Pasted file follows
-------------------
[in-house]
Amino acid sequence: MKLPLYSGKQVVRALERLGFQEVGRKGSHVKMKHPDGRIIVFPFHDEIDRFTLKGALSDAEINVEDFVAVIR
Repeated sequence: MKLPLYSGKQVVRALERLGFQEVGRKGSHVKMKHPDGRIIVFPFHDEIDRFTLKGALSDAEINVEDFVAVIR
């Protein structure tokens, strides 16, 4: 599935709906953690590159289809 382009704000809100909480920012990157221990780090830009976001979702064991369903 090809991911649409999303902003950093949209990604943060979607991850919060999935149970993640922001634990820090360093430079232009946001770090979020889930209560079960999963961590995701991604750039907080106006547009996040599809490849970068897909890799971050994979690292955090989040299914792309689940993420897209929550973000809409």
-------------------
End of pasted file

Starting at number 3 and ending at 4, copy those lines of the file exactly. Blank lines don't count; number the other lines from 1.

Repeated sequence: MKLPLYSGKQVVRALERLGFQEVGRKGSHVKMKHPDGRIIVFPFHDEIDRFTLKGALSDAEINVEDFVAVIR
């Protein structure tokens, strides 16, 4: 599935709906953690590159289809 382009704000809100909480920012990157221990780090830009976001979702064991369903 090809991911649409999303902003950093949209990604943060979607991850919060999935149970993640922001634990820090360093430079232009946001770090979020889930209560079960999963961590995701991604750039907080106006547009996040599809490849970068897909890799971050994979690292955090989040299914792309689940993420897209929550973000809409």